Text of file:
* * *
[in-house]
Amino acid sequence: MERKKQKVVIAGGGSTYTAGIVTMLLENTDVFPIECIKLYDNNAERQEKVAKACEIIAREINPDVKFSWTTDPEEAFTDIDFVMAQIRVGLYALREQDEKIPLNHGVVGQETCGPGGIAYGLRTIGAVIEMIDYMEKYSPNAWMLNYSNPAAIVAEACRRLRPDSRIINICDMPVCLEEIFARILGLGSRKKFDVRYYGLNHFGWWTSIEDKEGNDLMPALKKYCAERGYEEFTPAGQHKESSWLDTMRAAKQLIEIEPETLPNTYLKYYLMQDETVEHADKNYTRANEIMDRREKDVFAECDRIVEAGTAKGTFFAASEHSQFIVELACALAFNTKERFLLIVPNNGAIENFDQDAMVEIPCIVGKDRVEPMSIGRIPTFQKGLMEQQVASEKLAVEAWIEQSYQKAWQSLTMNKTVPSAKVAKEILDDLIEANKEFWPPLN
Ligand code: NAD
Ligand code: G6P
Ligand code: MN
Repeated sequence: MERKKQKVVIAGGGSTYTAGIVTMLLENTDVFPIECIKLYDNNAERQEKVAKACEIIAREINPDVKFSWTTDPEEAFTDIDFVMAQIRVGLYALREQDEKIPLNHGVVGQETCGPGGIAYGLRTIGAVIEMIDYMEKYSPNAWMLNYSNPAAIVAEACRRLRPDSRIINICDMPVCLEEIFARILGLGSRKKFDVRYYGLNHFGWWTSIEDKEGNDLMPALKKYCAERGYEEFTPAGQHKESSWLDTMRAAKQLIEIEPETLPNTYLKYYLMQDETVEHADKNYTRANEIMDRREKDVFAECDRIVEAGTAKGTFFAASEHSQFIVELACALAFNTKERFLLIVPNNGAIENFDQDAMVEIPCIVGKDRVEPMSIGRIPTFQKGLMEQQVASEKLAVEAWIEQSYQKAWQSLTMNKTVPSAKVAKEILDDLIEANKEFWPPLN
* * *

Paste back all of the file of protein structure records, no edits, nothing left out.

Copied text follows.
[in-house]
Amino acid sequence: MERKKQKVVIAGGGSTYTAGIVTMLLENTDVFPIECIKLYDNNAERQEKVAKACEIIAREINPDVKFSWTTDPEEAFTDIDFVMAQIRVGLYALREQDEKIPLNHGVVGQETCGPGGIAYGLRTIGAVIEMIDYMEKYSPNAWMLNYSNPAAIVAEACRRLRPDSRIINICDMPVCLEEIFARILGLGSRKKFDVRYYGLNHFGWWTSIEDKEGNDLMPALKKYCAERGYEEFTPAGQHKESSWLDTMRAAKQLIEIEPETLPNTYLKYYLMQDETVEHADKNYTRANEIMDRREKDVFAECDRIVEAGTAKGTFFAASEHSQFIVELACALAFNTKERFLLIVPNNGAIENFDQDAMVEIPCIVGKDRVEPMSIGRIPTFQKGLMEQQVASEKLAVEAWIEQSYQKAWQSLTMNKTVPSAKVAKEILDDLIEANKEFWPPLN
Ligand code: NAD
Ligand code: G6P
Ligand code: MN
Repeated sequence: MERKKQKVVIAGGGSTYTAGIVTMLLENTDVFPIECIKLYDNNAERQEKVAKACEIIAREINPDVKFSWTTDPEEAFTDIDFVMAQIRVGLYALREQDEKIPLNHGVVGQETCGPGGIAYGLRTIGAVIEMIDYMEKYSPNAWMLNYSNPAAIVAEACRRLRPDSRIINICDMPVCLEEIFARILGLGSRKKFDVRYYGLNHFGWWTSIEDKEGNDLMPALKKYCAERGYEEFTPAGQHKESSWLDTMRAAKQLIEIEPETLPNTYLKYYLMQDETVEHADKNYTRANEIMDRREKDVFAECDRIVEAGTAKGTFFAASEHSQFIVELACALAFNTKERFLLIVPNNGAIENFDQDAMVEIPCIVGKDRVEPMSIGRIPTFQKGLMEQQVASEKLAVEAWIEQSYQKAWQSLTMNKTVPSAKVAKEILDDLIEANKEFWPPLN